Clifford Shearing and Philip Stenning, who are both experts in criminology and security suggest that surveillance is one of the central characteristics of security work. This is an important point as it shows how the development of best practice and Standard Operating Procedures (SOP’s) has evolved greatly from the Thief-takers of years ago. Thief-takers were a reactive organisation reacting to theft. Security officers today are proactive, ideally preventing incidents such as theft from taking place all together.
Terrorism, which is another contributing factor to the growth of the security industry, could be argued to be one of the greatest contributors to its rapid growth, particularly since the events of September 11, 2001 (commonly referred to as the 9/11 attacks), where the world witnessed the largest terrorist attack in history. Since that moment, people all around the world have had a heightened awareness of security, especially in the United States. An opinion poll conducted by The Chicago Council on Global Affairs show’s that 36% of respondents in 2002 thought that terrorism was now one of two or three of their countries biggest problems, compared to 0% in 1995 (World Views 2002, 2002:10). Furthermore, 6 years later in 2008 an opinion poll showed that 67% of Americans polled still thought that combating terrorism was “very important” (Global Views 2008, 2008:1). These figures show that opinions in America against combating terrorism are strong. This is important, especially when considering the global growth of the security industry. The concerns of the general public in America afford the U.S. Government more power to increase security operations. Their increased security operations at airports and the creation of the Transportation Security Administration (TSA) are evidence of this. The TSA website notes:
Following September 11, 2001, the Transportation Security Administration (TSA) was created to strengthen the security of the nation’s transportation systems and ensure the freedom of movement for people and commerce. Today, TSA secures the nation’s airports and screens all commercial airline passengers and baggage. TSA uses a risk-based strategy and works closely with transportation, law enforcement and intelligence communities to set the standard for excellence in transportation security (Transportation Security Administration, 2013: n.p.).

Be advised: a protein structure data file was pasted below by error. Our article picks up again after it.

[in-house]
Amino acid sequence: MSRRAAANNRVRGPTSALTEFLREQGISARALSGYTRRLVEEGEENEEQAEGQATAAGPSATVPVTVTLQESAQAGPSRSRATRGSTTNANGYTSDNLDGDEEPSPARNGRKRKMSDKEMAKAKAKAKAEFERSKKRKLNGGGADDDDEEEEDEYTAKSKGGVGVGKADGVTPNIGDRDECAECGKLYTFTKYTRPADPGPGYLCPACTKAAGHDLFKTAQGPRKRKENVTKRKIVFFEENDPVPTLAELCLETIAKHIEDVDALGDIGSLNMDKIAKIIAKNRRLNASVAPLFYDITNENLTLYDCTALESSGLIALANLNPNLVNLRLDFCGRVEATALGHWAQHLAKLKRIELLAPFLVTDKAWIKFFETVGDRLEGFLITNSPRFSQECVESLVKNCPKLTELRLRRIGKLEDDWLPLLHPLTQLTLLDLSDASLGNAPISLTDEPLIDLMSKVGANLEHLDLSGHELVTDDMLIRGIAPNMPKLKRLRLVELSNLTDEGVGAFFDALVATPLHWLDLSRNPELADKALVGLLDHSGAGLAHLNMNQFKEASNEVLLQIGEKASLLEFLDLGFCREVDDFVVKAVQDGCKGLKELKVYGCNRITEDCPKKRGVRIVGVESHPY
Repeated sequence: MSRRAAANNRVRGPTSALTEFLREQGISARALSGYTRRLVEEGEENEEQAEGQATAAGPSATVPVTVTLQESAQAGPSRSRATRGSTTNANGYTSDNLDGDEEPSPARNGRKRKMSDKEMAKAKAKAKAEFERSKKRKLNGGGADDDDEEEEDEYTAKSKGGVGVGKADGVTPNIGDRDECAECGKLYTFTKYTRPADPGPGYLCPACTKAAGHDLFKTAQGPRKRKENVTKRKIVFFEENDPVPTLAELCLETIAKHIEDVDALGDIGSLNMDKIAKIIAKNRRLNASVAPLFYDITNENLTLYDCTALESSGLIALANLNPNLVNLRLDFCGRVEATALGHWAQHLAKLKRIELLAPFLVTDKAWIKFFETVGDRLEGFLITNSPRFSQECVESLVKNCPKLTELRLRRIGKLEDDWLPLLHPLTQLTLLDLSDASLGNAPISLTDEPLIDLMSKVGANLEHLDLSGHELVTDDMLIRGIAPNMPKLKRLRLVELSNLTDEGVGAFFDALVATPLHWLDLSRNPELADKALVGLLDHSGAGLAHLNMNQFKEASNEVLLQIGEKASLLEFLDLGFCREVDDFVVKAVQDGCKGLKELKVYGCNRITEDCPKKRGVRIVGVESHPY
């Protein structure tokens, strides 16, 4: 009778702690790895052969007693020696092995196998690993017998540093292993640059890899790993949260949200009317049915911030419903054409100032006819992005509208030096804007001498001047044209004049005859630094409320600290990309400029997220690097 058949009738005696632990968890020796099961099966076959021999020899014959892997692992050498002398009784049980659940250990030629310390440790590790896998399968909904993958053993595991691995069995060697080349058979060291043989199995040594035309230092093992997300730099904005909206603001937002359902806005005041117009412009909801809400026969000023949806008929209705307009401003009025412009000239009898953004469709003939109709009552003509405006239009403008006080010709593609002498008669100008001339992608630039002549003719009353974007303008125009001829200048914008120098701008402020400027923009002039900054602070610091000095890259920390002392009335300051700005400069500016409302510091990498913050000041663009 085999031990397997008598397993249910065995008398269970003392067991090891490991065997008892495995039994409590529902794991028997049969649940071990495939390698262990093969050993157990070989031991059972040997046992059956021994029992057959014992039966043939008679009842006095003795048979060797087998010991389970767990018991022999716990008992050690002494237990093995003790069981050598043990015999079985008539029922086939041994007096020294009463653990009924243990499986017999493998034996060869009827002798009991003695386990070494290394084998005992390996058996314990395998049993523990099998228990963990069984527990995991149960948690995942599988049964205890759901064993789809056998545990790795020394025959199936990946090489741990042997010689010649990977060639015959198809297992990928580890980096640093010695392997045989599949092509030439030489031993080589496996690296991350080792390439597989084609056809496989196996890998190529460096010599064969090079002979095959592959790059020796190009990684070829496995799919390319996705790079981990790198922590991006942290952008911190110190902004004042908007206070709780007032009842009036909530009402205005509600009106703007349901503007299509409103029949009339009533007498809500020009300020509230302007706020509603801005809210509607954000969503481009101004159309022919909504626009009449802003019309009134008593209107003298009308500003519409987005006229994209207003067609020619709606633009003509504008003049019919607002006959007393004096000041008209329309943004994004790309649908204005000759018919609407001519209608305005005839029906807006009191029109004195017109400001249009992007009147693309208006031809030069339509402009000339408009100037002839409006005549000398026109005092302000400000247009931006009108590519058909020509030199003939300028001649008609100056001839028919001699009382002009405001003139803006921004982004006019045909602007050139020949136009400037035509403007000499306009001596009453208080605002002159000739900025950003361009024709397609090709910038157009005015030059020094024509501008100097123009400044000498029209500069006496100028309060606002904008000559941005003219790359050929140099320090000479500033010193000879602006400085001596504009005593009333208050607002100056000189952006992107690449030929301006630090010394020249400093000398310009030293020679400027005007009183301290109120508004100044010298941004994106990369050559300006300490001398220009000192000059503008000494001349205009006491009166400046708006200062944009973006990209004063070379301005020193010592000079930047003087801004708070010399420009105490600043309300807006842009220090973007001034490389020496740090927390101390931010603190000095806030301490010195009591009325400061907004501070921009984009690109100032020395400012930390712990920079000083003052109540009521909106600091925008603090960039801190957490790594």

The TSA is a very large organisation, controlling security at all of America’s airports and has played a large part in increasing the security industry, particularly in the United States. It is a good example of where the government has reacted to an incident and tried to increase safety. In the UK there has been an ongoing threat of terrorism since the 1970’s. This constant threat has thrown security into the public eye. People expect security to be present at shopping centres and places where there are large crowds such as large scale events and festivals. The general public are also critical in spotting suspicious devices that may be planted by terrorist organisations. This expectation has created a greater demand for the private security industry in terms of front-line manpower. The figures used previously to highlight the development of the security package delivered for the London 2012 Olympic Games are a prime example. Those figures show that during the 1948 London Olympics, even though World War 2 had only recently ended, at a time where world peace was at a critical stage, security was not a major concern. Fast forward 54 years to the 2012 games and it is quite clear that security was a major concern for the organisers of the event and that a major part of that concern was terrorism, so much so, that the government utilised anti aircraft missile systems to stop a repeat of the 9/11 attacks. In fact, the July 7 2005 bombings of London may have further fuelled this concern given the fact that the attacks happened just one day after London was awarded the Olympic Games commonly known as the 7/7 terror attacks. This terror attack in particular also illustrates how even terrorism has evolved.